After taking on prescription drug prices he is now tangling with antibiotics used in livestock.
The routine administration of growth-producing antibiotics (GPAs) to healthy animals has been US practice for years.
GPAs are thought to produce growth by killing intestinal bacteria so animal feed is assimilated more efficiently.
But the World Health Organization and American Medical Association condemn their use because they contribute to antibiotic resistance.
And the European Union made them illegal last year.
Environmentalists say GPA residues are found in food, fish and streams and food activists say they make farm conditions possible that would otherwise kill.
Now a bill introduced by Senator Edward Kennedy (Democrat-Massachusetts) and Senator Olympia Snowe (Republican-Maine)--and by Representative Louise Slaughter (Democrat-New York) in the House, a microbiologist--would phase out nontherapeutic use in livestock of "medically important antibiotics."
"It seems scarcely believable that these precious medications could be fed by the ton to chickens and pigs," reads the background to the Preservation of Antibiotics for Human Treatment Act of 2007 which was introduced in February.
"These precious drugs aren't even used to treat sick animals. They are used to fatten pigs and speed the growth of chickens. The result of this rampant overuse is clear: meat contaminated with drug-resistant bacteria sits on supermarket shelves all over America."
One provision of the bill that will be hard for Big Pharma to swallow is the documentation.
Makers of livestock drugs would be required to report amounts of antibiotics supplied, the number of animals treated and the uses for which the drugs are supplied--which comes pretty close to the R word. (Regulation)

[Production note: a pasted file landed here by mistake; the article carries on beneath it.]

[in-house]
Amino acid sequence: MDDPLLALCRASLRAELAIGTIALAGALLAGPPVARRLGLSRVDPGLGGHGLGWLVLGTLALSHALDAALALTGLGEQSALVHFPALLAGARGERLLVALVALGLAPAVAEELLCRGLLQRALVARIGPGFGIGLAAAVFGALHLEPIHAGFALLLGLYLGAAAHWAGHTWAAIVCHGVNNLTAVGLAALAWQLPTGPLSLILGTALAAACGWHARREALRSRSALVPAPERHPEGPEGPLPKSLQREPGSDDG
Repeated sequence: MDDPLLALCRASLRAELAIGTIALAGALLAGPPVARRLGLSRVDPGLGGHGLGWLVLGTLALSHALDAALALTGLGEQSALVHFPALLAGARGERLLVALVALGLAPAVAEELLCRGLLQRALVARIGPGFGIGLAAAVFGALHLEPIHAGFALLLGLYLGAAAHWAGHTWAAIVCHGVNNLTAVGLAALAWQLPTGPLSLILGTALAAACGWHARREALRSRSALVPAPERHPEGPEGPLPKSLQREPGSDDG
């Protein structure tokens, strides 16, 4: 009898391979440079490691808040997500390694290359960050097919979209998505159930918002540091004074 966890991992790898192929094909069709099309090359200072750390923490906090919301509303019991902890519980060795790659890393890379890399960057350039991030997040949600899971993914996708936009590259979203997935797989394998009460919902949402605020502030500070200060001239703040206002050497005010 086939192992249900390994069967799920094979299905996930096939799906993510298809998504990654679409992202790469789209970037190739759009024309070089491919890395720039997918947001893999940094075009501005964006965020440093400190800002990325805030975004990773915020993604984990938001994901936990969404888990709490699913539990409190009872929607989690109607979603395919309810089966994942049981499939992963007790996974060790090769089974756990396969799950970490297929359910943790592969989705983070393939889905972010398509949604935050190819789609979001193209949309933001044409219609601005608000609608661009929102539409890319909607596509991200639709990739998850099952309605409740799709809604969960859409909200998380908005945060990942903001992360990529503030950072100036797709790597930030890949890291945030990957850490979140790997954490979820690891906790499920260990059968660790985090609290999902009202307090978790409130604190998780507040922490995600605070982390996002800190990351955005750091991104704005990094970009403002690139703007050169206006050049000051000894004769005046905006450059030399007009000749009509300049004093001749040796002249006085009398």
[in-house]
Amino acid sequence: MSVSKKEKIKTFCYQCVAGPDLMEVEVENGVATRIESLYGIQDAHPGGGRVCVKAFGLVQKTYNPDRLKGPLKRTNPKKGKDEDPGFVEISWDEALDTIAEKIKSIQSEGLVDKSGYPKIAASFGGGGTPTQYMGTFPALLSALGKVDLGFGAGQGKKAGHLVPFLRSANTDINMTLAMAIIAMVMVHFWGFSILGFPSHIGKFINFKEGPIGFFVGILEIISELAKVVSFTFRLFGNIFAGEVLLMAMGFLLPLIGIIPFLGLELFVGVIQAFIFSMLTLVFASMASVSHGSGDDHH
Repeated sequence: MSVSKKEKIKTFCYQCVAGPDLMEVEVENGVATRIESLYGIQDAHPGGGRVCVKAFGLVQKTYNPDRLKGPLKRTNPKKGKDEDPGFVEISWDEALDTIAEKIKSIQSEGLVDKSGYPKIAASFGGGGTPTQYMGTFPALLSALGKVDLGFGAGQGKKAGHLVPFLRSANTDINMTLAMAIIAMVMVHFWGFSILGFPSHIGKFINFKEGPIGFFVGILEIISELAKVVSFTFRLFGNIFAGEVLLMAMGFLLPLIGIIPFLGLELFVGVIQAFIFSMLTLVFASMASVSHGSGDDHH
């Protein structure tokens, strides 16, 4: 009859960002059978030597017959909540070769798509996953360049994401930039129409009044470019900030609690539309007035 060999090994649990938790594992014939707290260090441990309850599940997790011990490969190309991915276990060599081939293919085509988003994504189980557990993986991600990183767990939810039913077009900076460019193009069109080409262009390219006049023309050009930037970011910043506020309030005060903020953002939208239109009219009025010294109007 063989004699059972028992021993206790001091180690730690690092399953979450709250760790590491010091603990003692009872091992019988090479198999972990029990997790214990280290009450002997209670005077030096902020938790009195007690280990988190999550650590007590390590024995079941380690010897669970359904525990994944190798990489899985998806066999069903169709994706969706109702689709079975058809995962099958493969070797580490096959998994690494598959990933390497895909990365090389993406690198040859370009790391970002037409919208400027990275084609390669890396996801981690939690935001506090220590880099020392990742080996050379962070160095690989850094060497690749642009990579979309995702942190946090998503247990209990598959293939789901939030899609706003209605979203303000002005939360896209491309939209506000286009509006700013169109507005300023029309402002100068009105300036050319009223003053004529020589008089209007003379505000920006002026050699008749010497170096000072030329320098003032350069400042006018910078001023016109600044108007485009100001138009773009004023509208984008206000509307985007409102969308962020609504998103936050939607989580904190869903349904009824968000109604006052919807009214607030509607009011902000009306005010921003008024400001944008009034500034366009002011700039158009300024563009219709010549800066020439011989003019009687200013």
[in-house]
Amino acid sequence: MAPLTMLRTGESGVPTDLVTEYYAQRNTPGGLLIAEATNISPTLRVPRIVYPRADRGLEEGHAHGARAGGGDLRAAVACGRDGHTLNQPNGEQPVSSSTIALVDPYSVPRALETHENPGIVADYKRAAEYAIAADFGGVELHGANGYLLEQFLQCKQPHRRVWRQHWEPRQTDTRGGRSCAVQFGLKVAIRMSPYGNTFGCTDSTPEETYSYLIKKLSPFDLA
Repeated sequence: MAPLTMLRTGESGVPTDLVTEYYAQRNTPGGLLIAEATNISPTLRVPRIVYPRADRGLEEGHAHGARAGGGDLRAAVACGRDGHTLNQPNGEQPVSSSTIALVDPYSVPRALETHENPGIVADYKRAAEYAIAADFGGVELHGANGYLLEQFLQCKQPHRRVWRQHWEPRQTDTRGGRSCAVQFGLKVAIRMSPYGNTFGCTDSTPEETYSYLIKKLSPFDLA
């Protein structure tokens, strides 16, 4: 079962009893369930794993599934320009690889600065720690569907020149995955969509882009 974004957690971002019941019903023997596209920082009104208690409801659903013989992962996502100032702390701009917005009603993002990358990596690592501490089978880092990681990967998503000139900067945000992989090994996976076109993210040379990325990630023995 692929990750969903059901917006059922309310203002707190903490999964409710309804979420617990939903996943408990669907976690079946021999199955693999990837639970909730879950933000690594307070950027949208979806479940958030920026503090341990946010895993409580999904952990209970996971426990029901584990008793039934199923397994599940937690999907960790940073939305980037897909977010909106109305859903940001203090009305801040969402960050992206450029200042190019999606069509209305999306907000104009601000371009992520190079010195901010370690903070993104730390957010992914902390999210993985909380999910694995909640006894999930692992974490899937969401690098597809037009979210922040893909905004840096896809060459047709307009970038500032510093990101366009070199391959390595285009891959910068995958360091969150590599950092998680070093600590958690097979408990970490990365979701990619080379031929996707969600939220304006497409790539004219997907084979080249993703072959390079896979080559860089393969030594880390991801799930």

Right now, the extent of GPA use is unknown because it's operated under an informal documentation system known as Trust Me.
Of course Big Pharma and agribusiness deny the danger of antibiotic resistance.
The "risk of resistant bacteria transferring from animals to humans via the food supply is extremely small," says the Animal Health Institute (AHI) on its web site.
AHI members include Abbott, Bayer, Dow, Monsanto, Novartis, Pfizer, Schering-Plough and 10 other life science (nee chemical) and animal health companies.
"In fact, one risk assessment shows the risk of dying from a bee sting is about 70 times greater than the risk of a treatment failure from a resistant food borne illness."
They also deny they use antibiotics nontherapeutically.
"The antibiotics are expensive and therefore the farmers try to reduce the use of these medicines," says David Warner spokesman of the National Pork Producers Council (NPPC). "If pigs are healthy, the pig farmer would not spend thousands of dollars on antibiotics." (see: scientific whaling)
But behind the scenes, they're probably agonizing in situation rooms.
Because high-volume, repeat-order, prescription-free, lawsuit-free (patients are SUPPOSED to die) ag sales are Big Pharma's financial backbone.
No high heeled salesmodels "educating" doctors or Purple Pill ad campaigns required.
In Europe, a scare mongering campaign by Roche, who makes avoparcin, actually delayed the GPA ban with predictions of mass bankruptcies of farmers and industry disaster. (Bankruptcies did not occur and the incidence of Vancomycin-resistent bacteria in poultry meat went down.)
That's why a study in the January-February issue of "Public Health Reports" is so unsettling.
Researchers at Johns Hopkins University using data collected by Perdue on 7,000 chickens found that farmers actually lose money on GPAs.
The slight growth produced in chickens by antibiotics was offset by the cost of the drugs and producers lost about a penny per bird!
The National Chicken Council (NCC) lost no time in disputing the Johns Hopkins analysis saying the study was flawed because it applied average figures for costs that vary across the country.
But the damage was done.
Because if GPAs continue to be shown to be money losers--when their only justification has been to be money makers--Big Pharma has a lot more problems than the Kennedy bill on its hands.
It has to convince farmers to use a product that harms people, harms animals, harms the environment AND loses them money.
Which makes selling Vioxx look easy.